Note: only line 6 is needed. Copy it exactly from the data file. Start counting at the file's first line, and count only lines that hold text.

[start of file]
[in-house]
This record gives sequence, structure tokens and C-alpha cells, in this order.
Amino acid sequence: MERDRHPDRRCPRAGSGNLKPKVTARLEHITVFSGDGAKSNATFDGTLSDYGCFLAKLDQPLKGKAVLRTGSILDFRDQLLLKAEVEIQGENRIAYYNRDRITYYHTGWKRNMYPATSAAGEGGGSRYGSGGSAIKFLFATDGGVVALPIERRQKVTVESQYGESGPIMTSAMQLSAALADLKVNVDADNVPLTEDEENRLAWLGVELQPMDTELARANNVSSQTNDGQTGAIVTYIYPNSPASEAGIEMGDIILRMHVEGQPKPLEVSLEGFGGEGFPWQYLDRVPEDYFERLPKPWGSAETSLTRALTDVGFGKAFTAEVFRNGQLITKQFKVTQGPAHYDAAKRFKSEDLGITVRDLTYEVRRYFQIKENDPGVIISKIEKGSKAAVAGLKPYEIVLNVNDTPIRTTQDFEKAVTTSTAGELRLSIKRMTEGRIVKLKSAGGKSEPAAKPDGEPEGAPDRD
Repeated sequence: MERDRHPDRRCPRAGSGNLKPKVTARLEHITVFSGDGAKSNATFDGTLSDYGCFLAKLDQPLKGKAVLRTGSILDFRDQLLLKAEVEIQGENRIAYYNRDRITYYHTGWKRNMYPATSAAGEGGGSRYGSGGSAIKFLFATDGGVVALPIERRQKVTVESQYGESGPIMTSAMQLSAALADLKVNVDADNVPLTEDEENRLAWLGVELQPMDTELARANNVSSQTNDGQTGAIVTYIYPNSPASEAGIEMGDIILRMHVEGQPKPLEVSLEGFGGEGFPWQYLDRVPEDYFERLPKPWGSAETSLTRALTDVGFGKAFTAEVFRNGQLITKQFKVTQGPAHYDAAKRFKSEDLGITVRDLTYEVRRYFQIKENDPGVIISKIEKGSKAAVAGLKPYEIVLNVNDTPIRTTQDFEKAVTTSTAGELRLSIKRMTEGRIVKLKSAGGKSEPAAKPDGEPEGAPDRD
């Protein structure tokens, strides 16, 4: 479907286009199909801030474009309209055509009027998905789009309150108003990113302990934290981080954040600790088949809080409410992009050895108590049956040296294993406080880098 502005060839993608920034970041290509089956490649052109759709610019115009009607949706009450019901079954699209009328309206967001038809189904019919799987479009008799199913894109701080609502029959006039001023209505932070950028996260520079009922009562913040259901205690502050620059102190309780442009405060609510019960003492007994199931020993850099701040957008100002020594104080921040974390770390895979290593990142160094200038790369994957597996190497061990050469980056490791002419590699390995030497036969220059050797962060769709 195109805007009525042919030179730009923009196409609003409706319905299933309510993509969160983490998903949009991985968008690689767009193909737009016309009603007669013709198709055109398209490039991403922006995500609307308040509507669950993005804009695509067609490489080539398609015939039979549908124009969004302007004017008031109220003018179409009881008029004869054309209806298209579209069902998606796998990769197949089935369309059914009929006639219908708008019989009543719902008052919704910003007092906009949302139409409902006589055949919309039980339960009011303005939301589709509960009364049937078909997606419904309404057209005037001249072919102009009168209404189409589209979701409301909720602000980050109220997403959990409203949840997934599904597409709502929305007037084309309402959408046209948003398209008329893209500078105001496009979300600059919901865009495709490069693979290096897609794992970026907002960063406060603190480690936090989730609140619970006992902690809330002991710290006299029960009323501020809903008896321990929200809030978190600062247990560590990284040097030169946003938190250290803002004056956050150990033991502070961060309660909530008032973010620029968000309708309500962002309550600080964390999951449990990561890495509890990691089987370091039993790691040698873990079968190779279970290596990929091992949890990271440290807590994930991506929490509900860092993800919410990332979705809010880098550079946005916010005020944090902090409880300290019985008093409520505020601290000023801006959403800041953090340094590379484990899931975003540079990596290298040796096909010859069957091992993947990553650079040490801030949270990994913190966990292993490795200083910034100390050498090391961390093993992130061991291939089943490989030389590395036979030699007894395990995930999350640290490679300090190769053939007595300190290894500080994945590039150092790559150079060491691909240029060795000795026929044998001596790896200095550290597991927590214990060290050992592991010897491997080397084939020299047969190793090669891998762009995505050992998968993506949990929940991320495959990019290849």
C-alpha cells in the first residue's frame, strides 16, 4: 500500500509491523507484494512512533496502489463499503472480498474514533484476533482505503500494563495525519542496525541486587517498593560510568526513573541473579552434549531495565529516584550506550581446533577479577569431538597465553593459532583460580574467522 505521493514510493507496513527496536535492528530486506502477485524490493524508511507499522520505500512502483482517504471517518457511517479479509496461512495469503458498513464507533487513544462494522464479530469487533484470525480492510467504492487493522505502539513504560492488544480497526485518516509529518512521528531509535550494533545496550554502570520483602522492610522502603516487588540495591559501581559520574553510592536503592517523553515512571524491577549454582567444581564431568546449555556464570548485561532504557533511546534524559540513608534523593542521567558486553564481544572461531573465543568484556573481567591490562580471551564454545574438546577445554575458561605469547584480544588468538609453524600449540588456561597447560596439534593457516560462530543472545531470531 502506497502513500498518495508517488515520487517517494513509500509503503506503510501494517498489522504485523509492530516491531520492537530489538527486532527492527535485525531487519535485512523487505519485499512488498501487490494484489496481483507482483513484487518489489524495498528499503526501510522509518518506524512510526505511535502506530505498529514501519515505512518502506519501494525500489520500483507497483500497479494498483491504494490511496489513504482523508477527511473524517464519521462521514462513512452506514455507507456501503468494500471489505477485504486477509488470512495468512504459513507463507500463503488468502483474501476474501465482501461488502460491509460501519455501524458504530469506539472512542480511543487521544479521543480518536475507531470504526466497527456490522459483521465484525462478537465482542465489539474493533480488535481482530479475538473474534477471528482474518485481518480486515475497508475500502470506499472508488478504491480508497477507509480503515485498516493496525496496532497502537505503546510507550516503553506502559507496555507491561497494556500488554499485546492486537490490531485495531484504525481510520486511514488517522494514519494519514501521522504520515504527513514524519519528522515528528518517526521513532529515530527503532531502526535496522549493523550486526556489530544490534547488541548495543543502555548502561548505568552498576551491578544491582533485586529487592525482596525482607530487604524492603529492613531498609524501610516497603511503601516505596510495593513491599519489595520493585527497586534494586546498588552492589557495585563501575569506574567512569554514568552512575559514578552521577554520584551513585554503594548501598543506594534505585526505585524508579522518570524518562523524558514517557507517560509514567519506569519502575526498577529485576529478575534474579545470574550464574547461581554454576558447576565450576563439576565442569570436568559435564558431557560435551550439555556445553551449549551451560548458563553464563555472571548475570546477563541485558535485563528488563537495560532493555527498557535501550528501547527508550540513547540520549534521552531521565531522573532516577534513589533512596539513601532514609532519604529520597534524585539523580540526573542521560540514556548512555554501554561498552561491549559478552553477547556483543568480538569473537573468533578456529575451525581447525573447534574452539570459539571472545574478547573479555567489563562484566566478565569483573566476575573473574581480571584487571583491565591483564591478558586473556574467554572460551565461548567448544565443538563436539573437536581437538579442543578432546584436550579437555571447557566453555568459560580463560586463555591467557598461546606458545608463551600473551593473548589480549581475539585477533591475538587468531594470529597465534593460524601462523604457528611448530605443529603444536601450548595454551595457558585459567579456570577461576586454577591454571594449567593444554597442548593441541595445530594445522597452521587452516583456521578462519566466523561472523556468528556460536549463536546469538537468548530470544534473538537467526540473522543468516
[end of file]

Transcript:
C-alpha cells in the first residue's frame, strides 16, 4: 500500500509491523507484494512512533496502489463499503472480498474514533484476533482505503500494563495525519542496525541486587517498593560510568526513573541473579552434549531495565529516584550506550581446533577479577569431538597465553593459532583460580574467522 505521493514510493507496513527496536535492528530486506502477485524490493524508511507499522520505500512502483482517504471517518457511517479479509496461512495469503458498513464507533487513544462494522464479530469487533484470525480492510467504492487493522505502539513504560492488544480497526485518516509529518512521528531509535550494533545496550554502570520483602522492610522502603516487588540495591559501581559520574553510592536503592517523553515512571524491577549454582567444581564431568546449555556464570548485561532504557533511546534524559540513608534523593542521567558486553564481544572461531573465543568484556573481567591490562580471551564454545574438546577445554575458561605469547584480544588468538609453524600449540588456561597447560596439534593457516560462530543472545531470531 502506497502513500498518495508517488515520487517517494513509500509503503506503510501494517498489522504485523509492530516491531520492537530489538527486532527492527535485525531487519535485512523487505519485499512488498501487490494484489496481483507482483513484487518489489524495498528499503526501510522509518518506524512510526505511535502506530505498529514501519515505512518502506519501494525500489520500483507497483500497479494498483491504494490511496489513504482523508477527511473524517464519521462521514462513512452506514455507507456501503468494500471489505477485504486477509488470512495468512504459513507463507500463503488468502483474501476474501465482501461488502460491509460501519455501524458504530469506539472512542480511543487521544479521543480518536475507531470504526466497527456490522459483521465484525462478537465482542465489539474493533480488535481482530479475538473474534477471528482474518485481518480486515475497508475500502470506499472508488478504491480508497477507509480503515485498516493496525496496532497502537505503546510507550516503553506502559507496555507491561497494556500488554499485546492486537490490531485495531484504525481510520486511514488517522494514519494519514501521522504520515504527513514524519519528522515528528518517526521513532529515530527503532531502526535496522549493523550486526556489530544490534547488541548495543543502555548502561548505568552498576551491578544491582533485586529487592525482596525482607530487604524492603529492613531498609524501610516497603511503601516505596510495593513491599519489595520493585527497586534494586546498588552492589557495585563501575569506574567512569554514568552512575559514578552521577554520584551513585554503594548501598543506594534505585526505585524508579522518570524518562523524558514517557507517560509514567519506569519502575526498577529485576529478575534474579545470574550464574547461581554454576558447576565450576563439576565442569570436568559435564558431557560435551550439555556445553551449549551451560548458563553464563555472571548475570546477563541485558535485563528488563537495560532493555527498557535501550528501547527508550540513547540520549534521552531521565531522573532516577534513589533512596539513601532514609532519604529520597534524585539523580540526573542521560540514556548512555554501554561498552561491549559478552553477547556483543568480538569473537573468533578456529575451525581447525573447534574452539570459539571472545574478547573479555567489563562484566566478565569483573566476575573473574581480571584487571583491565591483564591478558586473556574467554572460551565461548567448544565443538563436539573437536581437538579442543578432546584436550579437555571447557566453555568459560580463560586463555591467557598461546606458545608463551600473551593473548589480549581475539585477533591475538587468531594470529597465534593460524601462523604457528611448530605443529603444536601450548595454551595457558585459567579456570577461576586454577591454571594449567593444554597442548593441541595445530594445522597452521587452516583456521578462519566466523561472523556468528556460536549463536546469538537468548530470544534473538537467526540473522543468516